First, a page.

Irish Water has submitted a planning application to Cork County Council to construct a new sewerage scheme in the Whitegate and Aghada areas.
The project, which will be delivered in partnership with Cork County Council, will involve the construction of a new wastewater treatment plant and sewerage infrastructure, which Irish Water says will eliminate the discharge of untreated wastewater from the Whitegate and Aghada areas into Cork Harbour.
The new plant, sewer pipes and pumping stations will all be sized to accommodate future population growth.
Irish Water says the plant will bring big benefits to the area, including an enhancement of its amenity value, as well as a platform for social and economic development.
Discussing the project, Anthony Kavanagh, Irish Water’s Regional Delivery Lead, said: “The Whitegate and Aghada areas enjoy a beautiful coastal location and provide an amenity for those living in the area and visitors alike. By ending the unacceptable practice of discharging untreated wastewater from these areas into Cork Harbour, this project will boost the area by enhancing the local environment, protecting health and supporting economic development.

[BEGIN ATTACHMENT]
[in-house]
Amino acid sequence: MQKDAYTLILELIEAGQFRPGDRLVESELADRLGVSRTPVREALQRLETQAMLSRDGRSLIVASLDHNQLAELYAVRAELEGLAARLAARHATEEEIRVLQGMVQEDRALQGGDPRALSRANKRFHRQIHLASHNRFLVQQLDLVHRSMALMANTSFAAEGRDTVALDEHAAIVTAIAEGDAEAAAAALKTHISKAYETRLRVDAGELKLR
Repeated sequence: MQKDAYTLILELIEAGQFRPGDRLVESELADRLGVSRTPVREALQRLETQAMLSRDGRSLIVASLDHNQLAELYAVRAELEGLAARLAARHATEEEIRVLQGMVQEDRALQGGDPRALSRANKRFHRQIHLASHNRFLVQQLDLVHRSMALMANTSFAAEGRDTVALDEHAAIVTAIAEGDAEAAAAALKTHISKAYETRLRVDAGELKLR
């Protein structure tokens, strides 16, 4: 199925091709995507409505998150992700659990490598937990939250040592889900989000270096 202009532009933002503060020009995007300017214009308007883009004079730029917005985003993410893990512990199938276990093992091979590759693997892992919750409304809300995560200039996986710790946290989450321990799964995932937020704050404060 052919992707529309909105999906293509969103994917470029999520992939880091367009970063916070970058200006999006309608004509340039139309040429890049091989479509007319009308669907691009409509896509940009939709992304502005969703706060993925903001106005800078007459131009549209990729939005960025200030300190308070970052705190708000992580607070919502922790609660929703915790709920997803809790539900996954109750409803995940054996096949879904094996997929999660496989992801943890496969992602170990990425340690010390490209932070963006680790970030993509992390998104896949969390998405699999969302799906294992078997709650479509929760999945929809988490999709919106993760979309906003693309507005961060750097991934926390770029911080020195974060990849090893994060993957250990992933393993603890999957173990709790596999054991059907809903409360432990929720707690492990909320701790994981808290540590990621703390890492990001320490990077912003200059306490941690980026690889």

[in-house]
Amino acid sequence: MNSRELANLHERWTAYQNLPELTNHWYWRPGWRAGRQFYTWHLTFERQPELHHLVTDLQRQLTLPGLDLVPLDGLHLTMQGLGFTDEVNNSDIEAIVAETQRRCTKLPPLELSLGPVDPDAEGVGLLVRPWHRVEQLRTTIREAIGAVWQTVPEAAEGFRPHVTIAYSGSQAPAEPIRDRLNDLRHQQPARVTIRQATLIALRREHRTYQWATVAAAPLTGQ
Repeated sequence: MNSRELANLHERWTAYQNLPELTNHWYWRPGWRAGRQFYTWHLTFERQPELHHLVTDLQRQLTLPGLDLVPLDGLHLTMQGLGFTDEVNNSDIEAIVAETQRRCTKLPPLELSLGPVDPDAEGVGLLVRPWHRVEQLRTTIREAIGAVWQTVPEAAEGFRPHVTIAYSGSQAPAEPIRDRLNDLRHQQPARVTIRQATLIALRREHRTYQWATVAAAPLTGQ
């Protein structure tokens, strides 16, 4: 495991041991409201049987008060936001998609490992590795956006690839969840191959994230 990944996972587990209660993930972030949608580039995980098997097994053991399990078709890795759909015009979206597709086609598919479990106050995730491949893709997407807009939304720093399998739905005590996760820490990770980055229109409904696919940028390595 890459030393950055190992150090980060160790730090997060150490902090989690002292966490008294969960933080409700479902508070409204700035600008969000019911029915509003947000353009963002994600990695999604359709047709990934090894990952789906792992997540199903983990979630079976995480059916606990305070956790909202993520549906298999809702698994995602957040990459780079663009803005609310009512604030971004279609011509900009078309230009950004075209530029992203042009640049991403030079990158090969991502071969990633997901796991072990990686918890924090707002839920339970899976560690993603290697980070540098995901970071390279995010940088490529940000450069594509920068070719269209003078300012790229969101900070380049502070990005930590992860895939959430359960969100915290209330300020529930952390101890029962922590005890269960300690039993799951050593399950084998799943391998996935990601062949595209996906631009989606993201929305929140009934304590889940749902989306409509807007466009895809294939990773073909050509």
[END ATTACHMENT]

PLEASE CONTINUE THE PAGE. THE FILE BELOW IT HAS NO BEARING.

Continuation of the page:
“With tourism and water-based activities becoming ever more popular, the importance of providing effective treatment of wastewater cannot be overstated, both for those who live and work in this area and for the many visitors to this beautiful part of County Cork. Cleaner water will mean a lot to those who enjoy swimming, surfing, fishing, boating and sightseeing in the area. The project will protect local bathing water and shellfish waters in the area too,” he said.
Mr Kavanagh added: “Irish Water, together with our partners in Cork County Council, is confident that this scheme will bring significant benefits to the Whitegate and Aghada areas and Cork Harbour for many years to come.”
This project is being delivered as part of Irish Water’s investment plan which prioritises key outcomes such as leakage, water supply zones removed from the EPA’s Remedial Action List, areas where there is raw sewage entering the rivers, lakes and the sea (untreated agglomerations), and areas identified by the European Court of Justice under the Urban Waste Water Treatment Directive.
In Cork, projects are also underway to end the discharge of untreated wastewater including the recently completed sewerage scheme in Courtmacsherry and Timoleague, as well as Cork Lower Harbour which is currently on-going, while the Castletownbere Sewerage Scheme is expected to commence in 2021.
Irish Water is also progressing with projects for the remaining untreated agglomerations in Cork, with a planning application lodged for Inchigeelagh earlier in the year and applications to be submitted in the coming months for Ballycotton and Castletownshend.